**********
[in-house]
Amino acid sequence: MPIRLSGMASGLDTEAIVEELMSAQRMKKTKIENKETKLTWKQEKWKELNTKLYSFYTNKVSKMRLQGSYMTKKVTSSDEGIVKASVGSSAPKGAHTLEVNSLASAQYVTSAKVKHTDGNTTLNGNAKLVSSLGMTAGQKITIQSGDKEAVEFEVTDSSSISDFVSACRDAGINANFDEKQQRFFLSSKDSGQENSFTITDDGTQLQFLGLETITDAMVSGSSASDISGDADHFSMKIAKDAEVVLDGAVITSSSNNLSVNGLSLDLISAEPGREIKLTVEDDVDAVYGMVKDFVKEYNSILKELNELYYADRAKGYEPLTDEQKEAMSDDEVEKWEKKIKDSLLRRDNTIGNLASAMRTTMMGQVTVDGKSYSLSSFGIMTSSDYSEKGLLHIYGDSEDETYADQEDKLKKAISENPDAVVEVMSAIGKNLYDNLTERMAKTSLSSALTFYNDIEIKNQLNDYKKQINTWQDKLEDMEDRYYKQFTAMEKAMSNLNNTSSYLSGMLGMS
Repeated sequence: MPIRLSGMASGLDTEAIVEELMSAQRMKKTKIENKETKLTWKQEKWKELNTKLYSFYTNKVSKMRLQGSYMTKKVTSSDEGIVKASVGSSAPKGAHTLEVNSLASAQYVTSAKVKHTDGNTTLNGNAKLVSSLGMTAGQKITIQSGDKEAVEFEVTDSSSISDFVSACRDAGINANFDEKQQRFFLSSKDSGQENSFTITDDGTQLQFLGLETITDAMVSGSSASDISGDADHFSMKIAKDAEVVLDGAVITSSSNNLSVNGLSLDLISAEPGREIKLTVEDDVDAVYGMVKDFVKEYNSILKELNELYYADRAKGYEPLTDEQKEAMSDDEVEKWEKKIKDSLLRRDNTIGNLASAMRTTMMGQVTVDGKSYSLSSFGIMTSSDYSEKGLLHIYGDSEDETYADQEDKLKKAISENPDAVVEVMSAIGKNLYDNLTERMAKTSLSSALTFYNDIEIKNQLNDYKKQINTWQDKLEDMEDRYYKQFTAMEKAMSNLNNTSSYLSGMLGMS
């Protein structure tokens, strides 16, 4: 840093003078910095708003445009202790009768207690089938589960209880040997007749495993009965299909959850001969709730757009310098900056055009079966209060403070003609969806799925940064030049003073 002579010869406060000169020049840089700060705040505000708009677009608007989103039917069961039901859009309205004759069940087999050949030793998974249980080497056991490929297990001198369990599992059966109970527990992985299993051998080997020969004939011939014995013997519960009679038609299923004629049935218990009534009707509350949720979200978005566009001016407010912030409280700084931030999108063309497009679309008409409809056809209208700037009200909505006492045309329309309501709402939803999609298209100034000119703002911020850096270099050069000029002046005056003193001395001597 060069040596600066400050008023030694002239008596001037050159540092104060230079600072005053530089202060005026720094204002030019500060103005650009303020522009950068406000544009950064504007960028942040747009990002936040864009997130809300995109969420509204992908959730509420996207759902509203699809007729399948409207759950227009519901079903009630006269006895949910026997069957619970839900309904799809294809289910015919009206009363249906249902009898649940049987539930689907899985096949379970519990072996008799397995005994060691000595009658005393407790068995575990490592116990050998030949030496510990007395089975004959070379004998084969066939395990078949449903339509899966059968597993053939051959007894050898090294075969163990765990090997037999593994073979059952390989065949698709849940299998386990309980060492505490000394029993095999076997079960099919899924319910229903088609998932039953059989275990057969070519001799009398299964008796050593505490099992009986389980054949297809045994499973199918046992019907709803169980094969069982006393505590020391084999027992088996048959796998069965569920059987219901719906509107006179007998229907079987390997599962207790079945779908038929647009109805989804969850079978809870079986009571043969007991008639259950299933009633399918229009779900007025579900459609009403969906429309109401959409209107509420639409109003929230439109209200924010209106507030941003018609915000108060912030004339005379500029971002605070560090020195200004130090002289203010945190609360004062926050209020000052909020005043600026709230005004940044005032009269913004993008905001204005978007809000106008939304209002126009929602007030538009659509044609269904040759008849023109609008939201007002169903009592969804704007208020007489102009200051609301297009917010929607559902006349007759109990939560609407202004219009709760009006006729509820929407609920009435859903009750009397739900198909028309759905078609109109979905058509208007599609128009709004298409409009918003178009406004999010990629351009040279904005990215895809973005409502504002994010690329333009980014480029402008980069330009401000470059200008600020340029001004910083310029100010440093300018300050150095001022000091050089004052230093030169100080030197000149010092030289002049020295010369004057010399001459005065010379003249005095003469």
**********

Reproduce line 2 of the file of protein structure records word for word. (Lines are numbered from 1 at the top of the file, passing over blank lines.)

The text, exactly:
Amino acid sequence: MPIRLSGMASGLDTEAIVEELMSAQRMKKTKIENKETKLTWKQEKWKELNTKLYSFYTNKVSKMRLQGSYMTKKVTSSDEGIVKASVGSSAPKGAHTLEVNSLASAQYVTSAKVKHTDGNTTLNGNAKLVSSLGMTAGQKITIQSGDKEAVEFEVTDSSSISDFVSACRDAGINANFDEKQQRFFLSSKDSGQENSFTITDDGTQLQFLGLETITDAMVSGSSASDISGDADHFSMKIAKDAEVVLDGAVITSSSNNLSVNGLSLDLISAEPGREIKLTVEDDVDAVYGMVKDFVKEYNSILKELNELYYADRAKGYEPLTDEQKEAMSDDEVEKWEKKIKDSLLRRDNTIGNLASAMRTTMMGQVTVDGKSYSLSSFGIMTSSDYSEKGLLHIYGDSEDETYADQEDKLKKAISENPDAVVEVMSAIGKNLYDNLTERMAKTSLSSALTFYNDIEIKNQLNDYKKQINTWQDKLEDMEDRYYKQFTAMEKAMSNLNNTSSYLSGMLGMS